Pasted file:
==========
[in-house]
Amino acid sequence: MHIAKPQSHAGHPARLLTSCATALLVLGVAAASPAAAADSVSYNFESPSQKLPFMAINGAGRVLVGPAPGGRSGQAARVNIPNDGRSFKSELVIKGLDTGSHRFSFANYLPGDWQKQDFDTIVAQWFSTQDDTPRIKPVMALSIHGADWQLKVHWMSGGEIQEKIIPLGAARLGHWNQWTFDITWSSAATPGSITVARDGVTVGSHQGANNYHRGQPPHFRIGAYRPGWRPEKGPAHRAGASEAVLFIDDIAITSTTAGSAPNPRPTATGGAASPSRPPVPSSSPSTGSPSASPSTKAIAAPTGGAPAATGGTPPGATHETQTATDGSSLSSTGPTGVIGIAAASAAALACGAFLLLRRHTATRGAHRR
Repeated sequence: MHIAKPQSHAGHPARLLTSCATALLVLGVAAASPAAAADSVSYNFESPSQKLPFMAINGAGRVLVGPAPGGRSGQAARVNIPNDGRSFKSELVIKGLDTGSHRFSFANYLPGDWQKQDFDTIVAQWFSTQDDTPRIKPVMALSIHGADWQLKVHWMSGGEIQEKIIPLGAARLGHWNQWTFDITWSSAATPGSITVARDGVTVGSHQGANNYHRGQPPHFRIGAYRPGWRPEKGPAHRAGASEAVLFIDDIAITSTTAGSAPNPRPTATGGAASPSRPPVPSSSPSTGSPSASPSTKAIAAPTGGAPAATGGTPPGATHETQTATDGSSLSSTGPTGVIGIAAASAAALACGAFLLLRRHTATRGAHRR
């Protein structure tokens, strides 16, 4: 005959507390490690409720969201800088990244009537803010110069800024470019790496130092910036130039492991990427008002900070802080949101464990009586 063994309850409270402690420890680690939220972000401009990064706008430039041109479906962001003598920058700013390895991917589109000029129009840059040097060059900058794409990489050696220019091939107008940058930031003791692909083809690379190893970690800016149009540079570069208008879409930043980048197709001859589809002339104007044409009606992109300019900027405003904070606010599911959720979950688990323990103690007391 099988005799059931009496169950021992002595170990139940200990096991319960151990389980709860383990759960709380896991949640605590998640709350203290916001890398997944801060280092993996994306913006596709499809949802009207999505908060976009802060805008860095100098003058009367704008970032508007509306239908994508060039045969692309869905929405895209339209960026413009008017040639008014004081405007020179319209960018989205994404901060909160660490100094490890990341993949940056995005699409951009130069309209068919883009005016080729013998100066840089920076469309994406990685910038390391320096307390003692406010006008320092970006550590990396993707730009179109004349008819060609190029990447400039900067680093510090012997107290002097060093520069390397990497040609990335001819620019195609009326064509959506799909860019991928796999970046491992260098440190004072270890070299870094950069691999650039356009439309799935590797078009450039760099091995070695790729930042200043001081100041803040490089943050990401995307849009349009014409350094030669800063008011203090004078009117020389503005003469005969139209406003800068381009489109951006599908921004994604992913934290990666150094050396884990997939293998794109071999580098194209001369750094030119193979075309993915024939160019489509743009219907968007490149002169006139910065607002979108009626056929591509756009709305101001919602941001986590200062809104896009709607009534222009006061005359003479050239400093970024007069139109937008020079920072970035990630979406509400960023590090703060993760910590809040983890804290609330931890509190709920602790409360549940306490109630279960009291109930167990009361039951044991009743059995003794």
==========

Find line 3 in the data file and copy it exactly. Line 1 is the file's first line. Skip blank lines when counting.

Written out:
Repeated sequence: MHIAKPQSHAGHPARLLTSCATALLVLGVAAASPAAAADSVSYNFESPSQKLPFMAINGAGRVLVGPAPGGRSGQAARVNIPNDGRSFKSELVIKGLDTGSHRFSFANYLPGDWQKQDFDTIVAQWFSTQDDTPRIKPVMALSIHGADWQLKVHWMSGGEIQEKIIPLGAARLGHWNQWTFDITWSSAATPGSITVARDGVTVGSHQGANNYHRGQPPHFRIGAYRPGWRPEKGPAHRAGASEAVLFIDDIAITSTTAGSAPNPRPTATGGAASPSRPPVPSSSPSTGSPSASPSTKAIAAPTGGAPAATGGTPPGATHETQTATDGSSLSSTGPTGVIGIAAASAAALACGAFLLLRRHTATRGAHRR